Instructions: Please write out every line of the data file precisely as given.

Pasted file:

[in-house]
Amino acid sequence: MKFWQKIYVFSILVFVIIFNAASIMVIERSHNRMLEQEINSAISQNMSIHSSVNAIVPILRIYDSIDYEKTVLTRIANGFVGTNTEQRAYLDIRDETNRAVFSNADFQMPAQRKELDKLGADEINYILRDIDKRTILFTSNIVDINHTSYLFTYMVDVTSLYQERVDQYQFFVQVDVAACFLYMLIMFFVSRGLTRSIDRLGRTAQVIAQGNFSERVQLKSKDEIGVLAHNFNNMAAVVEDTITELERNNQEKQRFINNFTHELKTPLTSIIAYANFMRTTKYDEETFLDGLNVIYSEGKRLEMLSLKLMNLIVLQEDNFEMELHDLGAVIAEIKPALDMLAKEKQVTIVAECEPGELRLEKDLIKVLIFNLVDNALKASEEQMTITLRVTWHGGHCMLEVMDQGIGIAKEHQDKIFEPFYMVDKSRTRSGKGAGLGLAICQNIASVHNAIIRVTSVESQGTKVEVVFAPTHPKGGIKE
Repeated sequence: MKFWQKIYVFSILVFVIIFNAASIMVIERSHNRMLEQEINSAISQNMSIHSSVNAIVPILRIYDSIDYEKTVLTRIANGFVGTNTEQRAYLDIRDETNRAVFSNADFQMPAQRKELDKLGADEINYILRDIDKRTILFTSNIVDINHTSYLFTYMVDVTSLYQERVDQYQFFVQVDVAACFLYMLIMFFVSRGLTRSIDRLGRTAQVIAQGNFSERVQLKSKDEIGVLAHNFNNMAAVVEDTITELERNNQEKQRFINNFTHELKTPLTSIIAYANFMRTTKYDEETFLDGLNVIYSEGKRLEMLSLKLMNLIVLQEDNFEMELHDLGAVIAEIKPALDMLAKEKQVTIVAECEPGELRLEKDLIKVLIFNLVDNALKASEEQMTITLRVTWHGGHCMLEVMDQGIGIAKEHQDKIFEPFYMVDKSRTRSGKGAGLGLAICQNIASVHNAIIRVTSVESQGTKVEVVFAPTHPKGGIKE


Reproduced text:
[in-house]
Amino acid sequence: MKFWQKIYVFSILVFVIIFNAASIMVIERSHNRMLEQEINSAISQNMSIHSSVNAIVPILRIYDSIDYEKTVLTRIANGFVGTNTEQRAYLDIRDETNRAVFSNADFQMPAQRKELDKLGADEINYILRDIDKRTILFTSNIVDINHTSYLFTYMVDVTSLYQERVDQYQFFVQVDVAACFLYMLIMFFVSRGLTRSIDRLGRTAQVIAQGNFSERVQLKSKDEIGVLAHNFNNMAAVVEDTITELERNNQEKQRFINNFTHELKTPLTSIIAYANFMRTTKYDEETFLDGLNVIYSEGKRLEMLSLKLMNLIVLQEDNFEMELHDLGAVIAEIKPALDMLAKEKQVTIVAECEPGELRLEKDLIKVLIFNLVDNALKASEEQMTITLRVTWHGGHCMLEVMDQGIGIAKEHQDKIFEPFYMVDKSRTRSGKGAGLGLAICQNIASVHNAIIRVTSVESQGTKVEVVFAPTHPKGGIKE
Repeated sequence: MKFWQKIYVFSILVFVIIFNAASIMVIERSHNRMLEQEINSAISQNMSIHSSVNAIVPILRIYDSIDYEKTVLTRIANGFVGTNTEQRAYLDIRDETNRAVFSNADFQMPAQRKELDKLGADEINYILRDIDKRTILFTSNIVDINHTSYLFTYMVDVTSLYQERVDQYQFFVQVDVAACFLYMLIMFFVSRGLTRSIDRLGRTAQVIAQGNFSERVQLKSKDEIGVLAHNFNNMAAVVEDTITELERNNQEKQRFINNFTHELKTPLTSIIAYANFMRTTKYDEETFLDGLNVIYSEGKRLEMLSLKLMNLIVLQEDNFEMELHDLGAVIAEIKPALDMLAKEKQVTIVAECEPGELRLEKDLIKVLIFNLVDNALKASEEQMTITLRVTWHGGHCMLEVMDQGIGIAKEHQDKIFEPFYMVDKSRTRSGKGAGLGLAICQNIASVHNAIIRVTSVESQGTKVEVVFAPTHPKGGIKE